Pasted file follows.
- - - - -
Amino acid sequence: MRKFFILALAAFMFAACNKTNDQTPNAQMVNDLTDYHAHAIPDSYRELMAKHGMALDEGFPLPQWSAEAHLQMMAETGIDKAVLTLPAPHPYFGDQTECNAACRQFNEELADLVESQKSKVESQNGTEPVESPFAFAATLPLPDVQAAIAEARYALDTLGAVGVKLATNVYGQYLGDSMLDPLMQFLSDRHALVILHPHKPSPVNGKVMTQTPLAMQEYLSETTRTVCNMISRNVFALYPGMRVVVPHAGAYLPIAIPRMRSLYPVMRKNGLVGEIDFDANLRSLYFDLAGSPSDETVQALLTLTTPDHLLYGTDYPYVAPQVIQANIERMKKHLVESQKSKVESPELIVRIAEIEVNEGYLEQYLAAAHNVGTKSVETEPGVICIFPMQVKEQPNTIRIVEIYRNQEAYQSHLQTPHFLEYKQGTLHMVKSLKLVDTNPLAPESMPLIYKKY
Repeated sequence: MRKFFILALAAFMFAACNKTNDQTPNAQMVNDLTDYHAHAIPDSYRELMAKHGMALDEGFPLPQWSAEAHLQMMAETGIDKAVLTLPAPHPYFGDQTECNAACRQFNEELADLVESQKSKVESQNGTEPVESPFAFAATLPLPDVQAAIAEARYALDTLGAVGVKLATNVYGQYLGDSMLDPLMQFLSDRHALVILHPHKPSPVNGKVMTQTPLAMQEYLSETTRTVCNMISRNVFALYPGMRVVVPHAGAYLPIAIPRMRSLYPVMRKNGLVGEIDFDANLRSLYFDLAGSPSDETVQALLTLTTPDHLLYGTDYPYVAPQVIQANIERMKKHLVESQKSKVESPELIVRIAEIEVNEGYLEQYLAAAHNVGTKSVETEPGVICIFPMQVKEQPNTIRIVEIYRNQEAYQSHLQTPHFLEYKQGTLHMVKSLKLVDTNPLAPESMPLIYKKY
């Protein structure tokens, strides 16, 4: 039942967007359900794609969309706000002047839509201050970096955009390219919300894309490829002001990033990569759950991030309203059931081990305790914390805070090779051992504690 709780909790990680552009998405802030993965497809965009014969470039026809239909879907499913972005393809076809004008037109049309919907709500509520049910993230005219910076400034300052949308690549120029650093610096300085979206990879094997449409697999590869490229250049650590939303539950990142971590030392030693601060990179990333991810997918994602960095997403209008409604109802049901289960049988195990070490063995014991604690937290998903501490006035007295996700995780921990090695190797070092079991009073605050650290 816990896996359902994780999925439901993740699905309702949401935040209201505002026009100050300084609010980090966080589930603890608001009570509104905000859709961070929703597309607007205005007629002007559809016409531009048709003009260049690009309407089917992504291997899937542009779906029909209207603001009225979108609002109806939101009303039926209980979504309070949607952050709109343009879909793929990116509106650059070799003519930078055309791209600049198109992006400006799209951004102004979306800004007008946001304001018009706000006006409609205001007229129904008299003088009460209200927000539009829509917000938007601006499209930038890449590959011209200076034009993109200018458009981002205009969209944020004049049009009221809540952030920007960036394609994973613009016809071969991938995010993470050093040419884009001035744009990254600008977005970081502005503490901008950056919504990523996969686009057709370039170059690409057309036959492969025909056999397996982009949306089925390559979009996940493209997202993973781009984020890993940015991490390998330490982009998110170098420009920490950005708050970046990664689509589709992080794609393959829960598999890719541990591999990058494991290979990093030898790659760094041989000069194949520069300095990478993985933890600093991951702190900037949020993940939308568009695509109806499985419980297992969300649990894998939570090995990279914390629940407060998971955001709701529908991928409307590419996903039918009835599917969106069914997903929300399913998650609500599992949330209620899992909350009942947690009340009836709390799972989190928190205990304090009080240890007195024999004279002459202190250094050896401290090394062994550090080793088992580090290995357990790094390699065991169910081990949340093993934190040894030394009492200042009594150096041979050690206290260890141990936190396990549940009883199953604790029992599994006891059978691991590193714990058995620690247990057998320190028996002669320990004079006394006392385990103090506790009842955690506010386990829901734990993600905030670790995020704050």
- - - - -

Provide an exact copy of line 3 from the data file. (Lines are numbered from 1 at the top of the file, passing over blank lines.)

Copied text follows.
């Protein structure tokens, strides 16, 4: 039942967007359900794609969309706000002047839509201050970096955009390219919300894309490829002001990033990569759950991030309203059931081990305790914390805070090779051992504690 709780909790990680552009998405802030993965497809965009014969470039026809239909879907499913972005393809076809004008037109049309919907709500509520049910993230005219910076400034300052949308690549120029650093610096300085979206990879094997449409697999590869490229250049650590939303539950990142971590030392030693601060990179990333991810997918994602960095997403209008409604109802049901289960049988195990070490063995014991604690937290998903501490006035007295996700995780921990090695190797070092079991009073605050650290 816990896996359902994780999925439901993740699905309702949401935040209201505002026009100050300084609010980090966080589930603890608001009570509104905000859709961070929703597309607007205005007629002007559809016409531009048709003009260049690009309407089917992504291997899937542009779906029909209207603001009225979108609002109806939101009303039926209980979504309070949607952050709109343009879909793929990116509106650059070799003519930078055309791209600049198109992006400006799209951004102004979306800004007008946001304001018009706000006006409609205001007229129904008299003088009460209200927000539009829509917000938007601006499209930038890449590959011209200076034009993109200018458009981002205009969209944020004049049009009221809540952030920007960036394609994973613009016809071969991938995010993470050093040419884009001035744009990254600008977005970081502005503490901008950056919504990523996969686009057709370039170059690409057309036959492969025909056999397996982009949306089925390559979009996940493209997202993973781009984020890993940015991490390998330490982009998110170098420009920490950005708050970046990664689509589709992080794609393959829960598999890719541990591999990058494991290979990093030898790659760094041989000069194949520069300095990478993985933890600093991951702190900037949020993940939308568009695509109806499985419980297992969300649990894998939570090995990279914390629940407060998971955001709701529908991928409307590419996903039918009835599917969106069914997903929300399913998650609500599992949330209620899992909350009942947690009340009836709390799972989190928190205990304090009080240890007195024999004279002459202190250094050896401290090394062994550090080793088992580090290995357990790094390699065991169910081990949340093993934190040894030394009492200042009594150096041979050690206290260890141990936190396990549940009883199953604790029992599994006891059978691991590193714990058995620690247990057998320190028996002669320990004079006394006392385990103090506790009842955690506010386990829901734990993600905030670790995020704050």